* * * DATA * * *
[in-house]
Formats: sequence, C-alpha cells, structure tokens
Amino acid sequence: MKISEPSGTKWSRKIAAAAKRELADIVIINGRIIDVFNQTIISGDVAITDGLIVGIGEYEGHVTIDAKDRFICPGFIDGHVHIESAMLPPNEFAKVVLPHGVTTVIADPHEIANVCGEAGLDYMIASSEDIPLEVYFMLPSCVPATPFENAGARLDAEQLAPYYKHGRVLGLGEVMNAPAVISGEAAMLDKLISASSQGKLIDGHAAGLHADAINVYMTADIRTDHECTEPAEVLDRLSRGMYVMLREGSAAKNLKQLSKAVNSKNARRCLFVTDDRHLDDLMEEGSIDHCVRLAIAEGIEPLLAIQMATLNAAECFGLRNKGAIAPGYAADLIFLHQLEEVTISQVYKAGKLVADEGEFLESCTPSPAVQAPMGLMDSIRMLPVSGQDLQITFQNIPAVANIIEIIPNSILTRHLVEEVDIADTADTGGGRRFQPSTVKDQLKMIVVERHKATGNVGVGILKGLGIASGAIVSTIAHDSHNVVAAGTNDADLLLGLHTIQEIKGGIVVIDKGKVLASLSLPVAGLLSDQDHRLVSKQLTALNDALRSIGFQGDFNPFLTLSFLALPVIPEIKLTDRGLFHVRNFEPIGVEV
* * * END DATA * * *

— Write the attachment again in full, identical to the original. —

[in-house]
Formats: sequence, C-alpha cells, structure tokens
Amino acid sequence: MKISEPSGTKWSRKIAAAAKRELADIVIINGRIIDVFNQTIISGDVAITDGLIVGIGEYEGHVTIDAKDRFICPGFIDGHVHIESAMLPPNEFAKVVLPHGVTTVIADPHEIANVCGEAGLDYMIASSEDIPLEVYFMLPSCVPATPFENAGARLDAEQLAPYYKHGRVLGLGEVMNAPAVISGEAAMLDKLISASSQGKLIDGHAAGLHADAINVYMTADIRTDHECTEPAEVLDRLSRGMYVMLREGSAAKNLKQLSKAVNSKNARRCLFVTDDRHLDDLMEEGSIDHCVRLAIAEGIEPLLAIQMATLNAAECFGLRNKGAIAPGYAADLIFLHQLEEVTISQVYKAGKLVADEGEFLESCTPSPAVQAPMGLMDSIRMLPVSGQDLQITFQNIPAVANIIEIIPNSILTRHLVEEVDIADTADTGGGRRFQPSTVKDQLKMIVVERHKATGNVGVGILKGLGIASGAIVSTIAHDSHNVVAAGTNDADLLLGLHTIQEIKGGIVVIDKGKVLASLSLPVAGLLSDQDHRLVSKQLTALNDALRSIGFQGDFNPFLTLSFLALPVIPEIKLTDRGLFHVRNFEPIGVEV